At this point we can talk about High Speed Two, the controversial new line that is proposed for Great Britain. It is controversial because lots of people think that there are better alternatives to it. Most of these are people who don’t want HS2 going near their house, and because HS2 won’t have a station outside London until Birmingham, think they won’t get a benefit from it. Obviously less traffic on the roads and more room for local services on the existing railway could be counted as benefits, but hey-ho. Alternative suggestions included running next to an existing motorway and refurbishing the current West Coast Line. The West Coast Route is, as has been mentioned, too wiggly for proper high speed services. Motorways, likewise, tend to be built curved to keep drivers awake, not the best for a railway. Also they’d have to keep bridging whatever roads they were following and all of the junctions.

More of the issue for me is that we are not expecting to reach Manchester until the 2030s. Just for comparison, the act allowing the London and Birmingham Railway to be built was passed in 1833 and the line was finished, as was the northern section, in 1838. Why does it now take 20 odd years to build?

Anyway, I was able to by two single tickets to London, that came to a cost of £24.While I was in London, I wanted to go to London Zoo, and to take advantage of the 2 for 1 tickets, I needed to produce two British Rail bought return tickets to London. I had one set, so went to the local station, New Southgate, only to find the ticket office closed and no sign of a ticket machine. So I hoped on a train to Finsbury Park, a bit nearer into London. In fact, it is less than 3 miles from the terminus at King’s Cross. How much does a return ticket cost? £8.40. For what would be a 6 mile round trip (that I wasn’t even going to make), it costs a third of my 400 mile trip. Despite it being a weekend, I wasn’t allowed to buy a cheap-day return. Eventually I bought a travel card in order to offset the cost (slightly cheaper despite actually covering the route of the return ticket as well as all busses, and most of the rail and tube in London) against my travel back to where I was staying and to the zoo.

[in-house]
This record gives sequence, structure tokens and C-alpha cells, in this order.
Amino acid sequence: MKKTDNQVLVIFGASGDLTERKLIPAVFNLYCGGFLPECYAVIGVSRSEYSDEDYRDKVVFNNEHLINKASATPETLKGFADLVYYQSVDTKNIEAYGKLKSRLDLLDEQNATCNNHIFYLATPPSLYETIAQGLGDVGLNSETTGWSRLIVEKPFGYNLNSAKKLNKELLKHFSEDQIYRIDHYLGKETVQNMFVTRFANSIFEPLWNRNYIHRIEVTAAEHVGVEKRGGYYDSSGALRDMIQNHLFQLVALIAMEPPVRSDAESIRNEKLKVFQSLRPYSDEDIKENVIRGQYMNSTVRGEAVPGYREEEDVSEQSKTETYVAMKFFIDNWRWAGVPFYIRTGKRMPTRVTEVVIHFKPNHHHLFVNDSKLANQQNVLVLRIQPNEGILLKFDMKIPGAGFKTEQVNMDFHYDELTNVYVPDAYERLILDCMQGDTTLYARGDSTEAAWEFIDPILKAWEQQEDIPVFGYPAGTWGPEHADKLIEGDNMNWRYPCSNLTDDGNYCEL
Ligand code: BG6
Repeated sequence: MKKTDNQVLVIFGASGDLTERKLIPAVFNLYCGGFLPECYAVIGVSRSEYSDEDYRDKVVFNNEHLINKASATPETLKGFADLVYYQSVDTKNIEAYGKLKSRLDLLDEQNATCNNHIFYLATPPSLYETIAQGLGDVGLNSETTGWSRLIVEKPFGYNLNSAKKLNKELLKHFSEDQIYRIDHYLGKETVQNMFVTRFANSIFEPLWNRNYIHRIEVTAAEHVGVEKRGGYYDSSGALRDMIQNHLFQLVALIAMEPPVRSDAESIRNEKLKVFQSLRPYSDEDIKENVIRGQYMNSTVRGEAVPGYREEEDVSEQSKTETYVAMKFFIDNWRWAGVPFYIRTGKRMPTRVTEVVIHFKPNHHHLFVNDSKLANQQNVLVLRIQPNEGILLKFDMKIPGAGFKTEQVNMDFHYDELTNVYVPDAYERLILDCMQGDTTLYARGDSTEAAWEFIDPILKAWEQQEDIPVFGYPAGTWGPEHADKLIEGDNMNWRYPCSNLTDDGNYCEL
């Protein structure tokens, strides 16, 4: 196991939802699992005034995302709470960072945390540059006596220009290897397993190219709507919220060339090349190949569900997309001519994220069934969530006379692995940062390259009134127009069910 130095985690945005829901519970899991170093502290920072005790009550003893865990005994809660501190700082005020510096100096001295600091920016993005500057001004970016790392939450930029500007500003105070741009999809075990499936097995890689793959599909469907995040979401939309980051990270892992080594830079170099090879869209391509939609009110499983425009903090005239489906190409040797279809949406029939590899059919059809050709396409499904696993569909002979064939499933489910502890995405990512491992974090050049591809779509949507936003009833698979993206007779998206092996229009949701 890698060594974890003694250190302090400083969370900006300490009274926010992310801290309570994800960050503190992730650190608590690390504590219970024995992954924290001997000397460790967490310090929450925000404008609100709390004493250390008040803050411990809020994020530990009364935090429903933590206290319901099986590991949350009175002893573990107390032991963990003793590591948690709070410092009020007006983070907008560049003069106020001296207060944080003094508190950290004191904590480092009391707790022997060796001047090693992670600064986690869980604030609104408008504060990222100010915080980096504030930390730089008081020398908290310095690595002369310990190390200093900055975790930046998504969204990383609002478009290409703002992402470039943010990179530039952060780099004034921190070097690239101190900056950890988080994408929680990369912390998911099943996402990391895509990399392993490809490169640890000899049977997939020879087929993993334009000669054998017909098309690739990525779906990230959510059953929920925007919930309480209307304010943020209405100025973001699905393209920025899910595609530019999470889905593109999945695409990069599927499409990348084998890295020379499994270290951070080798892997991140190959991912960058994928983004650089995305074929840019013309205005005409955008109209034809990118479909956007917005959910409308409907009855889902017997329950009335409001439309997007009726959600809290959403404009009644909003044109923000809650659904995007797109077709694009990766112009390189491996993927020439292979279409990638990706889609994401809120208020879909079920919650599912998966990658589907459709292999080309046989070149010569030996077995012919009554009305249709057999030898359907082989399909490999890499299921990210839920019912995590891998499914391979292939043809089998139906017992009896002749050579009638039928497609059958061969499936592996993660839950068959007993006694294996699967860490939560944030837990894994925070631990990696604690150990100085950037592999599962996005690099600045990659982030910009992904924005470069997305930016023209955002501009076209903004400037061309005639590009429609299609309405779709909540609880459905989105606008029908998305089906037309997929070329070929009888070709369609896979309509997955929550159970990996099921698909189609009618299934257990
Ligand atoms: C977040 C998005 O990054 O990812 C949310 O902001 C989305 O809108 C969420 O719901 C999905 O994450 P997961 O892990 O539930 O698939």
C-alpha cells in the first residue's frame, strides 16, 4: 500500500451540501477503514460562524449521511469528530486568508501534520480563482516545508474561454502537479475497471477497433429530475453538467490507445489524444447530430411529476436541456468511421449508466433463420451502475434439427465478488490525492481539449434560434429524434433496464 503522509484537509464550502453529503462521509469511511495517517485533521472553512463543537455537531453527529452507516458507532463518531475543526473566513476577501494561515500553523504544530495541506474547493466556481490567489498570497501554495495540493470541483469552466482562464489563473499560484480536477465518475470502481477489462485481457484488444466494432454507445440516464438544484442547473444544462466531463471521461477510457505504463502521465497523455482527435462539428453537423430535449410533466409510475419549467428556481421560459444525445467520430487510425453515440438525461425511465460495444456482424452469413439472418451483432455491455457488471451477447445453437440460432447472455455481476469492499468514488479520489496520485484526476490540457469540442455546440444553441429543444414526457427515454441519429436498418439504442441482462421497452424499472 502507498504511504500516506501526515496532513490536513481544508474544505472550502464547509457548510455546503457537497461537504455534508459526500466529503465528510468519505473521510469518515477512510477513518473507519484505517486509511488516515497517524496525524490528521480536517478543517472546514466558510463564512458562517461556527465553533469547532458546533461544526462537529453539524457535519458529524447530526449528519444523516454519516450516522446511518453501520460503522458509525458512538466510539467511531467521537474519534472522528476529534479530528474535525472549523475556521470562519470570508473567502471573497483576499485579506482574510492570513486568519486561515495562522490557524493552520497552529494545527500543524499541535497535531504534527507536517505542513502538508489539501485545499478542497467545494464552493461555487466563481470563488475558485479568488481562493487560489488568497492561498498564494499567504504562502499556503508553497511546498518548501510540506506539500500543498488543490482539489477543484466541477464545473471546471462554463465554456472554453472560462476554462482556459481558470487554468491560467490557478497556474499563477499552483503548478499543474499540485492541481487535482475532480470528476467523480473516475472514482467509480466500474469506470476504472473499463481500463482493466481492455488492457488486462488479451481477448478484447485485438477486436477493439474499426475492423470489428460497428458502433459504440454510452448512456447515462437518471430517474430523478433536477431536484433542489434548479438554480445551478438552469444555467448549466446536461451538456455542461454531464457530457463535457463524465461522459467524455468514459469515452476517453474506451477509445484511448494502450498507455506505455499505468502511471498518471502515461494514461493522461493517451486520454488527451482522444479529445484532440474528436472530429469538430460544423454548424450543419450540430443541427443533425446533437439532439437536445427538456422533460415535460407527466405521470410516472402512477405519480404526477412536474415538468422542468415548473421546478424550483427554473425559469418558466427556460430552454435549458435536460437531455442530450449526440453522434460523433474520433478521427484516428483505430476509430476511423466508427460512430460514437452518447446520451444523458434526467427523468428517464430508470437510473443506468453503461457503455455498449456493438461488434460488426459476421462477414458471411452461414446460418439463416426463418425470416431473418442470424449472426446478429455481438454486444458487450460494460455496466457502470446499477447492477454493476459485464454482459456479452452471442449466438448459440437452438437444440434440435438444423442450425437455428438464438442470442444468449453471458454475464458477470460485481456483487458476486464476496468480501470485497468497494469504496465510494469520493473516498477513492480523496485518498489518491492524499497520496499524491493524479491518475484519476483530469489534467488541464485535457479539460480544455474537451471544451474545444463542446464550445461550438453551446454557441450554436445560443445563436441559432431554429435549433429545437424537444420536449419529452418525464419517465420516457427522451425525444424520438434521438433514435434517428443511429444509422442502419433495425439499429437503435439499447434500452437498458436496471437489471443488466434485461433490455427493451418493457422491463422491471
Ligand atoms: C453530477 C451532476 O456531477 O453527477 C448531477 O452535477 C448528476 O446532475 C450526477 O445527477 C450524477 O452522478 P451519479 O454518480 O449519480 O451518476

The local services on that line were run by First Group. First Group were the winning bidders for the West Coast. Here is more reason to worry for me. First are paying a lot more to the government than Virgin were. How will they make this money? They are going to more destinations once electrification comes online, but the trains are already full, so they can’t actually squeeze more people onto them. They can cut staff, which would be a shame as I’ve always found them rather helpful. Or they can raise fares.

They’ve apparently promised to cut the ‘anytime walk-on fare’. This is somewhere in the region of £150 for a single. This is an often quoted figure in the anti-rail argument, that it is so expensive, but a bit of for planning means that it is currently easy to get a ticket for 10% of this. I wonder how long this will last. Will I soon have to go back to figuring out rail journeys via bizarre destinations to get a cheap trip, or even worse, having to use the coach.

Maybe, just maybe, First will do well, but other companies who have outbid Virgin for franchises have not been able to carry out on their promises, notable National Express who let their East Coast company go bust because it was losing money. Maybe those of us on low incomes will still be able to benefit from London being two hours away, but somehow I doubt it.

So, I write this with Tuesday only an hour or so away. On Wednesday I go to Euston to get on the Virgin Pendolino for what may be the last time. I hope the memories will be good. Hopefully my last Virgin will do itself proud. Thank you Mr. Branson.

As an after note, the train ride up on Wednesday was its normal pleasant punctual service. Part way though, a woman wandered up to me and told me that there is an online petition asking the government to reconsider.

At nearly 60,000 signatories, obviously a lot of people feel strongly about this, see the petition for yourself.

So, till next time

Love, peace and the Blues